Turkey purges regulators, state TV in graft probe backlash
ANKARA: Turkey has extended a purge of official bodies to the banking and telecoms regulators and state TV, firing dozens of executives in moves that appear to broaden Prime Minister Tayyip Erdogan's backlash against a corruption investigation.
The authorities have already reassigned thousands of police officers and about 20 prosecutors, and fired some state television officials in response to the corruption investigation, the biggest challenge to Erdogan's 11-year rule.
Investigators are believed to have been looking into allegations of corruption and bribery involving trade in gold with Iran and big real estate projects, although full details of their charges have not been made public.
The combative prime minister says the investigations, which began a month ago with arrests of high profile figures including the sons of three of his cabinet ministers, are part of an attempted "judicial coup".
His opponents say they fear a purge of official bodies will destroy the independence of the judiciary, police and media.
"It's like reformatting a computer. They are changing the whole system and people in various positions to protect the government," said Akin Unver, assistant professor of International Relations in Istanbul-based Kadir Has University.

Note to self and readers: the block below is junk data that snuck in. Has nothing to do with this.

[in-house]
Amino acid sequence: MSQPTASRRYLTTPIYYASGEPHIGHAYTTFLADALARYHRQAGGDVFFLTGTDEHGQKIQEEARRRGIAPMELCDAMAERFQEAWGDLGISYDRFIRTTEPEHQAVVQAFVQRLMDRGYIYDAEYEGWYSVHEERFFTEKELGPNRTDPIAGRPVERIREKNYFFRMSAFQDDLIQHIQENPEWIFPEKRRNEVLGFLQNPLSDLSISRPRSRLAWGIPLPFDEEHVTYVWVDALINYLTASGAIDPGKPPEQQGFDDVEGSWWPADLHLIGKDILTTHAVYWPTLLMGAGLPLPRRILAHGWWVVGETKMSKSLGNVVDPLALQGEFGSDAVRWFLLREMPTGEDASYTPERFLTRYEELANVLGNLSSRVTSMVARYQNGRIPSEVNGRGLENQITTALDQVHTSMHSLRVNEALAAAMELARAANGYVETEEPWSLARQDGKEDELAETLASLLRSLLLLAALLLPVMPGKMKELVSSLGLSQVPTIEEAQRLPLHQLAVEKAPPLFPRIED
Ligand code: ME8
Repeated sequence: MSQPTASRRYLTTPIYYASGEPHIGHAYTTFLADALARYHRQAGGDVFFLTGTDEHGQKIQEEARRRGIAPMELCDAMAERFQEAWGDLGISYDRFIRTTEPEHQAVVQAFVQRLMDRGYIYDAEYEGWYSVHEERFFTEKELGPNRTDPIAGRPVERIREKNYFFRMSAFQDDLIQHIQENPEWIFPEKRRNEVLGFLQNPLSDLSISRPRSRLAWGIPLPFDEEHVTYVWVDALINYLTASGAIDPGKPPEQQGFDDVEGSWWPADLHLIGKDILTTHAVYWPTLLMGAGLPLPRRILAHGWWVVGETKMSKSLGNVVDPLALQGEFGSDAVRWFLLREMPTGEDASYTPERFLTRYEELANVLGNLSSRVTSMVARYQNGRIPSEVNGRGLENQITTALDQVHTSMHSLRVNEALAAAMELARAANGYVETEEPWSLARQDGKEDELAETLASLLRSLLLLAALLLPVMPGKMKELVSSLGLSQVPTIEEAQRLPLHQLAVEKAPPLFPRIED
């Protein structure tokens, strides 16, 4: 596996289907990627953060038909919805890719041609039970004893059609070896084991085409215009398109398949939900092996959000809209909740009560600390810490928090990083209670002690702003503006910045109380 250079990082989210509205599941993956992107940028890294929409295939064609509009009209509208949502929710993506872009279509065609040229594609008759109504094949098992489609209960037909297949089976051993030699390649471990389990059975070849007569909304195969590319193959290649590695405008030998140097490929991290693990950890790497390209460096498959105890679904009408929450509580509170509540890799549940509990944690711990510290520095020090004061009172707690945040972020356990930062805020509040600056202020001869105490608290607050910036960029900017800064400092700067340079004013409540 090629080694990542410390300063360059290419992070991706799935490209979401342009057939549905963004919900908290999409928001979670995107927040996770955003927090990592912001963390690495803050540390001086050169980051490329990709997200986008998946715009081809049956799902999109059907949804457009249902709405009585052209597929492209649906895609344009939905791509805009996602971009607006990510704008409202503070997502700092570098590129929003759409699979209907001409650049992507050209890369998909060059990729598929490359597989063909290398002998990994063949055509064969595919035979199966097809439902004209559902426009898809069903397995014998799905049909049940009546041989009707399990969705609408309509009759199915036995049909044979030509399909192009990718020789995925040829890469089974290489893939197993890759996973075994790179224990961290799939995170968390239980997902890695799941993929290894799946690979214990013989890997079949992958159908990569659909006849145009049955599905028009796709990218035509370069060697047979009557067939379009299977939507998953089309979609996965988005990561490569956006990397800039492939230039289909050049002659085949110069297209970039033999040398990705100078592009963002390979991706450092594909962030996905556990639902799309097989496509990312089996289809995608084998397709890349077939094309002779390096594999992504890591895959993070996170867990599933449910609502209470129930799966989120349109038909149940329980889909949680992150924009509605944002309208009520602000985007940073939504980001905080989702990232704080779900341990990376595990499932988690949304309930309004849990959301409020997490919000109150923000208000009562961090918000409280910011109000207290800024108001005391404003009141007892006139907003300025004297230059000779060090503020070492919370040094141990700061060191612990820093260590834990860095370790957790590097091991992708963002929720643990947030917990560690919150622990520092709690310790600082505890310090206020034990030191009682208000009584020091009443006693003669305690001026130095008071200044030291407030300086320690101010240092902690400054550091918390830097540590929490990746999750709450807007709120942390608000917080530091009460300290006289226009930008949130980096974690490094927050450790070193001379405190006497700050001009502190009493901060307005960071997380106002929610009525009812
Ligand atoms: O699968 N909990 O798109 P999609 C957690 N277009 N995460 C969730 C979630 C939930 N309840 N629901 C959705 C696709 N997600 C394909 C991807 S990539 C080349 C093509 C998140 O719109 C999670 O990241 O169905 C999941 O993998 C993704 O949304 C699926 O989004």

Among dozens of officials dismissed in the latest sackings, Turkish media reported on Saturday that the deputy head of the banking watchdog BDDK and two department heads had been removed.
Five department chiefs were fired at the Telecommunications Directorate (TIB), a body that carries out electronic surveillance as well as serving as telecoms regulator, and a dozen people were fired at Turkey's state channel TRT, including department heads and senior news editors.
A government official said the firings were carried out for "the benefit of the public" and more could come: "Right now we are working on this issue and if we identify cases problematic to the public's benefit, more dismissals could be considered."
Pictures of money-counting machines and reports of cash stacked in the homes of people linked to the graft probe have caused uproar among the Turkish public.
Unver said the aim of the purge at the telecommunications watchdog could be to prevent further videos and pictures being published on the Internet by tightening the government's grip.
"They are seeking a monolithic structure over the Internet," he said.